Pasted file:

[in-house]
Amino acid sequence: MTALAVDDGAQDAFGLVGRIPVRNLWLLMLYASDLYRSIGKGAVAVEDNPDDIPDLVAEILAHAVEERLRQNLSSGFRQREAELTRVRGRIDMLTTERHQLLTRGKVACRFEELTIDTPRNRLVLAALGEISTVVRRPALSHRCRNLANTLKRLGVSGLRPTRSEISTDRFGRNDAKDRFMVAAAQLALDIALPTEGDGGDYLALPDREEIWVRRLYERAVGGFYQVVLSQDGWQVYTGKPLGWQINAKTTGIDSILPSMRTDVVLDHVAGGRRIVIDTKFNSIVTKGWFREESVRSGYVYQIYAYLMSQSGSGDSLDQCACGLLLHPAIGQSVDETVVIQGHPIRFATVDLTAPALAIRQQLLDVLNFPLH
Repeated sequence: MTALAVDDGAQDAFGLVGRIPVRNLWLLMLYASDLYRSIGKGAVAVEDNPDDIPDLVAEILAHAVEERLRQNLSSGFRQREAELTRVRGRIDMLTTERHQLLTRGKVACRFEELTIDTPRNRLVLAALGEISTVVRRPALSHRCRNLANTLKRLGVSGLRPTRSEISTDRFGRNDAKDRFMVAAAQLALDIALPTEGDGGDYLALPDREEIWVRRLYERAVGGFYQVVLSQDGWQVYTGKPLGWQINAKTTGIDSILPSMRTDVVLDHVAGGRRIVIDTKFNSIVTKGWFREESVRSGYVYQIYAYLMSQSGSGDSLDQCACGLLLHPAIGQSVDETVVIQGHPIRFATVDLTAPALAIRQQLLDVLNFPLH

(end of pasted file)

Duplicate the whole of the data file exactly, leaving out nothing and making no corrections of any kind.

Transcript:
[in-house]
Amino acid sequence: MTALAVDDGAQDAFGLVGRIPVRNLWLLMLYASDLYRSIGKGAVAVEDNPDDIPDLVAEILAHAVEERLRQNLSSGFRQREAELTRVRGRIDMLTTERHQLLTRGKVACRFEELTIDTPRNRLVLAALGEISTVVRRPALSHRCRNLANTLKRLGVSGLRPTRSEISTDRFGRNDAKDRFMVAAAQLALDIALPTEGDGGDYLALPDREEIWVRRLYERAVGGFYQVVLSQDGWQVYTGKPLGWQINAKTTGIDSILPSMRTDVVLDHVAGGRRIVIDTKFNSIVTKGWFREESVRSGYVYQIYAYLMSQSGSGDSLDQCACGLLLHPAIGQSVDETVVIQGHPIRFATVDLTAPALAIRQQLLDVLNFPLH
Repeated sequence: MTALAVDDGAQDAFGLVGRIPVRNLWLLMLYASDLYRSIGKGAVAVEDNPDDIPDLVAEILAHAVEERLRQNLSSGFRQREAELTRVRGRIDMLTTERHQLLTRGKVACRFEELTIDTPRNRLVLAALGEISTVVRRPALSHRCRNLANTLKRLGVSGLRPTRSEISTDRFGRNDAKDRFMVAAAQLALDIALPTEGDGGDYLALPDREEIWVRRLYERAVGGFYQVVLSQDGWQVYTGKPLGWQINAKTTGIDSILPSMRTDVVLDHVAGGRRIVIDTKFNSIVTKGWFREESVRSGYVYQIYAYLMSQSGSGDSLDQCACGLLLHPAIGQSVDETVVIQGHPIRFATVDLTAPALAIRQQLLDVLNFPLH